World Bank Commits US$4B to Blue Economy

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Karin Kemper, Senior Director for Environment and Natural Resources, World Bank

Says additional US$1.5 billion in pipeline

The World Bank has disclosed that its Blue Economy portfolio has reached US$4.1 billion, and an additional US$1.5 billion in the pipeline will be invested in member countries that are harnessing its potential.

The bank has set a goal to raise US$3 billion to boost Blue Economic activities, indicating that it has already actualized $660 million thus far.

The disclosure was contained in a speech delivered by World Bank Senior Director for Environment and Natural Resources, Karin Kemper, at the just ended Sustainable Blue Economy (SBE) Conference—The Blue Economy and UN 2030 Agenda for Sustainable Development, Nairobi, Kenya.

“As everyone here knows, oceans are threatened on many fronts and there is great urgency to protect this natural bounty. Oceans support our economies, livelihoods and the health of our planet,” Kemper lamented.

She enumerated serious projects that are being undertaken around the globe to help boost blue economy.

“In Kenya, we are currently preparing a US$100 million project that will, among other goals, enhance the governance and management of marine fisheries,” Kemper said.

The World Bank has also launched a new multi-donor Trust Fund called PROBLUE, which brings key players to address issues such as the management of fisheries and aquaculture, marine pollution, and to promote the sustainable development of ocean activities.

“So far more than US$100 million have been raised and we expect other donors to join. Third, we engage with the private sector to seek new ways to mobilize private capital,” she said.

Back in August, the bank announced its own new Blue Bond series, which specifically supports Sustainable Development Goals (SDG) 6 and 14 – Life below Water.

“We set the goal of raising US$3 billion and I’m thrilled to announce that so far, we have reached about US$660 million. Last month, the Seychelles government launched the world’s first sovereign blue bond. We worked to bring together the three impact investors and helped to structure the bond,” Kemper said.

In Indonesia, where two-thirds of coral reefs are considered threatened by over-fishing, the Coral Reef Rehabilitation and Management Project (COREMAP) has benefited 358 villages by establishing marine protected areas and reducing illegal and destructive fishing. This has increased communities’ income in project areas by 21 percent since 2008.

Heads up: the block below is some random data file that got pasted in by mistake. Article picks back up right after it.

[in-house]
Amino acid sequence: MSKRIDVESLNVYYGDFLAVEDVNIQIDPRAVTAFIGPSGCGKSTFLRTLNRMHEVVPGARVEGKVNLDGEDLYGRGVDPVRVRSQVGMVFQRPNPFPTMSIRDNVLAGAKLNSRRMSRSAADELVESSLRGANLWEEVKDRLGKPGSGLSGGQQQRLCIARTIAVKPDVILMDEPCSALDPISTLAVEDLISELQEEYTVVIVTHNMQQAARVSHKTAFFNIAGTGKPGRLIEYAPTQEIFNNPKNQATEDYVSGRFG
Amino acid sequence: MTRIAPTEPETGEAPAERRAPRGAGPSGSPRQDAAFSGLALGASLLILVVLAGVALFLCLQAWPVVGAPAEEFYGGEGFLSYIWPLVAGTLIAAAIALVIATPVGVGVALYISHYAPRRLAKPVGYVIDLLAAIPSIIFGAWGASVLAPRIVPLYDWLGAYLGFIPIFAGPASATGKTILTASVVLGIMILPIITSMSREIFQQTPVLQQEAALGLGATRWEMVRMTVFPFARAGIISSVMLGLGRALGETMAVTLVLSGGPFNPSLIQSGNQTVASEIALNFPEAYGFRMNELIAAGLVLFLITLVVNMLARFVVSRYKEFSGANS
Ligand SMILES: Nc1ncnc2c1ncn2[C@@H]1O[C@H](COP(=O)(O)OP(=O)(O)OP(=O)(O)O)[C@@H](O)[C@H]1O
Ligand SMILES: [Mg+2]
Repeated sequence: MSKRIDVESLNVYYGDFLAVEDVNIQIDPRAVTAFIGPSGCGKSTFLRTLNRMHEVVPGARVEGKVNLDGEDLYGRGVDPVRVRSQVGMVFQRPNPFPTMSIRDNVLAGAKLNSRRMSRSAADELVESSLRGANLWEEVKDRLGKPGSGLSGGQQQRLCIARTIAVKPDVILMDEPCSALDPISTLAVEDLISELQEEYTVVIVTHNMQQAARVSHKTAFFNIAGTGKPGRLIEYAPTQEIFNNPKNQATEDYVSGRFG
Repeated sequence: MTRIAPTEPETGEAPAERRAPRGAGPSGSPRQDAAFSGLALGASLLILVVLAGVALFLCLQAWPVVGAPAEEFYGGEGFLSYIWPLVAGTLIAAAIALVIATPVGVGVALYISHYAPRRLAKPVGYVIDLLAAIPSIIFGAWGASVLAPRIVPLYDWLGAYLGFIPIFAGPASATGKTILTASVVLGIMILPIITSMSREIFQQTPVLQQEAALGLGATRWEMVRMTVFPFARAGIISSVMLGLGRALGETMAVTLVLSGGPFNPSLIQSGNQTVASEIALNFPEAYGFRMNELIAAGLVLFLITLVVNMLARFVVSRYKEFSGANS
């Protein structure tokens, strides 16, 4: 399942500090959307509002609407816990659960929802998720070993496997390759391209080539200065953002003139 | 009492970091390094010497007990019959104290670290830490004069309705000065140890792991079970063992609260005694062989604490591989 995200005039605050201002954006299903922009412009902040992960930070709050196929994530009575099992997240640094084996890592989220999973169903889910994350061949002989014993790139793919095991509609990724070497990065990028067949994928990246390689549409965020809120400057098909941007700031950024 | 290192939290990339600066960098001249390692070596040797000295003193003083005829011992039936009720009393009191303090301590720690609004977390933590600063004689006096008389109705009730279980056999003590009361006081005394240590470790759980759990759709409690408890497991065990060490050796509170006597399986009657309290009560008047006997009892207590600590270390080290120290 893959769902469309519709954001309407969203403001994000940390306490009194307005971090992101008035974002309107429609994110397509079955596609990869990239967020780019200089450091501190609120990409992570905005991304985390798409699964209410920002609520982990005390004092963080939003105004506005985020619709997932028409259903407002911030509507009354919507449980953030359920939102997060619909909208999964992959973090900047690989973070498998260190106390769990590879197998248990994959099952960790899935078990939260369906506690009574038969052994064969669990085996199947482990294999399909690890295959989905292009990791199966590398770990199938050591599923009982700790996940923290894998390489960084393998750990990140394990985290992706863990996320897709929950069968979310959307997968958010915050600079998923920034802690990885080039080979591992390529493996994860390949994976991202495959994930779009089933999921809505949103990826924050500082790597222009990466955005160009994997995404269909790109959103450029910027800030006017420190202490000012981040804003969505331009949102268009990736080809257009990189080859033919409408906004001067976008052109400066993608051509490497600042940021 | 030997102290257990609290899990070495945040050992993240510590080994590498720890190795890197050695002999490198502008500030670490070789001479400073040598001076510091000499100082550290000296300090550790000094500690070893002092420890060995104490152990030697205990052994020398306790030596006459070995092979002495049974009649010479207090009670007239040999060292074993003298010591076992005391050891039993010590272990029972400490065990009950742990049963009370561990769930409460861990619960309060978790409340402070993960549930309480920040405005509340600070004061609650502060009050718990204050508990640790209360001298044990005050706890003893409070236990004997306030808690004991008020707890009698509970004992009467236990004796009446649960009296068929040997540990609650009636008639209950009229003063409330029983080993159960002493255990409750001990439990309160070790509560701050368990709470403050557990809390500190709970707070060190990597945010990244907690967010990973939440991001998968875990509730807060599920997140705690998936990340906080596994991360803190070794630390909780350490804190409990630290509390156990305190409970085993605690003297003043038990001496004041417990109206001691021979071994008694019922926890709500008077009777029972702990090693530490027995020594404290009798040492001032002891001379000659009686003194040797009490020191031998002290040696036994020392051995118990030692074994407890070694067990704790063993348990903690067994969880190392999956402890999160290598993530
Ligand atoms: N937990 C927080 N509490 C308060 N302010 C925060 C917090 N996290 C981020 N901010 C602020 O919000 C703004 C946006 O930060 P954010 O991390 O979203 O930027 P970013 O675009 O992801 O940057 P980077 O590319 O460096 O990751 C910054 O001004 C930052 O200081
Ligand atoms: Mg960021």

“We do this through our own investments in all sectors of the Blue Economy: second, we help create Blue economy-related platforms where multiple actors come together. The West Africa Coastal Management Program that we are presently building brings together 17 countries affected by coastal erosion and climate change,” she said.

The Nairobi event was the first ever global Blue Economy conference and brought thousands of participants together held from November 26 to 28, 2018.

Delegates used the occasion to leverage the latest innovations, scientific advances and best practices to build prosperity while conserving water for future generations.

Kenyan President Uhuru Kenyatta, in a special statement, called for the world to work together to secure success in managing the global aquatic resources for sustainable global development.

“I am convinced that for the sake of the present and future generations, and for the continued viability of our ecosystems, we have to envision a different future and, therefore, a different model for the blue economy. I pledge to envision that future and do my part to promote it,” President Kenyatta said.

At its simplest, “blue economy” refers to the range of economic uses of ocean and coastal resources — such as energy, shipping, fisheries, aquaculture, mining, and tourism. It also includes economic benefits that may not be marketed, such as carbon storage, coastal protection, cultural values, and biodiversity.

The ocean generates $2.5 trillion economic benefits around the world each year. Fisheries, tourism, and shipping are some of the ways that quantify the monetary value of the ocean—but it also drives weather patterns and provides more than 1 billion people with their primary source of protein.

The conference also captured concrete commitments and practical actions that can be taken to help the world transition to the blue economy.

Other heads of state and governments at the conference included President Yoweri Museveni (Uganda), Filipe Nyusi (Mozambique), Abdullahi Mohamed (Somalia), Ali Mohammed Shein (Zanzibar) and Danny Faure of Seychelles, who committed themselves to the preservation of marine resources.

Meanwhile, the SBE conference builds on the momentum of the United Nations 2030 Agenda for Sustainable Development, the 2015 Climate Change Conference in Paris and the UN Ocean Conference 2017 “Call to Action”. It was co-hosted by Kenya, Canada, and Japan

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